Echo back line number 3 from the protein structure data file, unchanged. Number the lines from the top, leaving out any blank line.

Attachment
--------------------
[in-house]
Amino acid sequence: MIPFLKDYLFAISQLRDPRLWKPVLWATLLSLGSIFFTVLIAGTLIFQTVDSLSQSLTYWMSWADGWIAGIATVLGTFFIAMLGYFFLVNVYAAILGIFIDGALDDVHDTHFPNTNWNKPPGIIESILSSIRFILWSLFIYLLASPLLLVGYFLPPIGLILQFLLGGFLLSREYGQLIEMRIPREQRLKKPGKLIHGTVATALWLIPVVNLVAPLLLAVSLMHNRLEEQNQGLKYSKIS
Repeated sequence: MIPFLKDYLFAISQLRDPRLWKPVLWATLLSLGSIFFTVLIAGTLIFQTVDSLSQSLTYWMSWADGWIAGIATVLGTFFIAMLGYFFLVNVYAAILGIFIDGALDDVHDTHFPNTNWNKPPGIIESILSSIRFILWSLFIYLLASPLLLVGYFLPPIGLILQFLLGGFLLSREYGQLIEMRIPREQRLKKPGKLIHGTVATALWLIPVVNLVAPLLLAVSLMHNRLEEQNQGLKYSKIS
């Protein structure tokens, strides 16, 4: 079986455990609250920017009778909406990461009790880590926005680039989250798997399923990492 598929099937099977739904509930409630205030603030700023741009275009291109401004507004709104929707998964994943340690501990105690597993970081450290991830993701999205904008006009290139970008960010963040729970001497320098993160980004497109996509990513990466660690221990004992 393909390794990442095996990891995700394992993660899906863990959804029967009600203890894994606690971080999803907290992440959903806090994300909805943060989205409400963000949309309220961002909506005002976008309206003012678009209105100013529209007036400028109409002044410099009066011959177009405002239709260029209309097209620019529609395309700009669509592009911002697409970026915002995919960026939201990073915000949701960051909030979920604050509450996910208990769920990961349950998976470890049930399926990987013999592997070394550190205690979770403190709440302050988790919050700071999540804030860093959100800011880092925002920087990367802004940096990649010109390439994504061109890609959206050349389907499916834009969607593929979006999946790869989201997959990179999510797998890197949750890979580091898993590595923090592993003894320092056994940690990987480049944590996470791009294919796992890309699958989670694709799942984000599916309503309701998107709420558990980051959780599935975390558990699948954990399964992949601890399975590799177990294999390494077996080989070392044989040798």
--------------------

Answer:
Repeated sequence: MIPFLKDYLFAISQLRDPRLWKPVLWATLLSLGSIFFTVLIAGTLIFQTVDSLSQSLTYWMSWADGWIAGIATVLGTFFIAMLGYFFLVNVYAAILGIFIDGALDDVHDTHFPNTNWNKPPGIIESILSSIRFILWSLFIYLLASPLLLVGYFLPPIGLILQFLLGGFLLSREYGQLIEMRIPREQRLKKPGKLIHGTVATALWLIPVVNLVAPLLLAVSLMHNRLEEQNQGLKYSKIS